Commercial Rates Still a Concern for Business – Shannon Chamber

Shannon Chamber today (Friday, 16 May 2014) called on the Government to review the rating system in Ireland and to replace it with a model that reflects current and future economic climates. This call was made at the Chamber’s spring lunch in Dromoland, Co Clare at which Mr Phil Hogan T.D., Minister for the Environment, Community and Local Government gave the keynote address. The newly appointed Ambassador of the People’s Republic of China, H.E. Mr Jianguo XU, was guest of honour.

In welcoming Minister Hogan to Clare, Shannon Chamber president Kevin Thompstone took the opportunity to outline some of the issues at local government level that impact on business, most especially commercial rates and refunds on commercial rates for vacant space.

20140516_Shannon_Chamber_Min_Phil_Hogan_0197 captionedMinister Hogan thanked the Chamber for their continued engagement and noted that the Government has listened to and continues to value the view of industry in relation to the whole area of local government funding.

The Minister said: “This Government has introduced some fundamental changes to the ratings area which will result in significant modernisation of the system – we have removed the liability on subsequent occupiers of premises for outstanding rates on those properties, which will enable much more flexibility for businesses wishing to relocate and will help to drive up occupancy rates generally; we listened to industry in relation to the changes to the vacancy refunds regime and have now provided the discretion to locally elected representatives to decide on refund rates in their local electoral areas, which will enable them to provide incentives for industry; and we have allowed a 10 year period for harmonisation of rates levels across county and city council areas, which will result in rates decreases for some businesses, while minimising any annual increases for others who have enjoyed lower rates levels than their competitors in other parts of the local authority area in the past. These changes, together with the move to increased local funding of local authorities through local property tax will place the power for local income generation and expenditure where it belongs – with the people elected locally to make those decisions. Local authorities have responded very positively to the Government’s call to avoid rates increases in recent years – the most challenging fiscal period they have possibly ever experienced – and I am confident that they will carefully weigh their income generation powers in the future to ensure an appropriate balance is achieved between those benefiting from their services. Under the introduction of rates harmonisation, there will be no changes to rates levels from 2014 to 2015.”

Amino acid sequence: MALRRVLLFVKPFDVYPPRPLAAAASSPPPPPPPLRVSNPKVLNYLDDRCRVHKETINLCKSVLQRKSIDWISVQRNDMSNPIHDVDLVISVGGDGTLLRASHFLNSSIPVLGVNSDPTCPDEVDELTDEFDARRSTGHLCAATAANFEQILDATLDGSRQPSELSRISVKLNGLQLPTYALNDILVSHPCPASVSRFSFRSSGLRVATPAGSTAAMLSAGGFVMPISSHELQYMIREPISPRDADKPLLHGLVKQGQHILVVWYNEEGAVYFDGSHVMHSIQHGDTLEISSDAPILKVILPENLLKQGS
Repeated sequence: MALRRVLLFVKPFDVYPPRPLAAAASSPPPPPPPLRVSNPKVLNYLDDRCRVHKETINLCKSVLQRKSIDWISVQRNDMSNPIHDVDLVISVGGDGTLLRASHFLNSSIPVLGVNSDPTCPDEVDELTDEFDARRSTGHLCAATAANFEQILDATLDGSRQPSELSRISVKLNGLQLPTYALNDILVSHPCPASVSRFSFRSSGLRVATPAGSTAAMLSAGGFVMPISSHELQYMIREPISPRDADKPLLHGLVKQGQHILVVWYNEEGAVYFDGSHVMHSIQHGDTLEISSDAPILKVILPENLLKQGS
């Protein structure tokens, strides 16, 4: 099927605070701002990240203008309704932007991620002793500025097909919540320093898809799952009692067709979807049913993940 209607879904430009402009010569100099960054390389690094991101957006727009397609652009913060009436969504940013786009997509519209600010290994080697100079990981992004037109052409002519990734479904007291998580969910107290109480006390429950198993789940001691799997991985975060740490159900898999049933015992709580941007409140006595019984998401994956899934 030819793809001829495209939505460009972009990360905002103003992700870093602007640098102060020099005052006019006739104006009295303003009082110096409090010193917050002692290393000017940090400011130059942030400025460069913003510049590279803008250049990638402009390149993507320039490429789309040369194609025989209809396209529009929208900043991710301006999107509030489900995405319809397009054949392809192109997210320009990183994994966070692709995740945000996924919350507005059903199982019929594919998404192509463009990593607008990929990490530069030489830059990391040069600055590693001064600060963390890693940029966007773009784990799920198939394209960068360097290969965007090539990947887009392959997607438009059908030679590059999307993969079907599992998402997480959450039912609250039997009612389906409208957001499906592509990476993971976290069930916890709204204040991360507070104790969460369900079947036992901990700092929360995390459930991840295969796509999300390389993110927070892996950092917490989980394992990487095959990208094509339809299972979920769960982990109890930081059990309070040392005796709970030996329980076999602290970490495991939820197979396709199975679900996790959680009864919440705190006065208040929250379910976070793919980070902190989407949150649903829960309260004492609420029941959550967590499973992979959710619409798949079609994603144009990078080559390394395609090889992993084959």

Accepting that the Government has introduced local government reform, the first in 100 years, and that Councils have little scope to reduce rates in the current economic climate, Mr Thompstone stated: “It is essential that we move from a scenario where rates are seen as a disincentive to business to one where they are accepted as necessary, fair and equitable. This may require a new innovative model, but with input and dialogue between government and business, a solution to solving this burning and critical issue for business can be found.”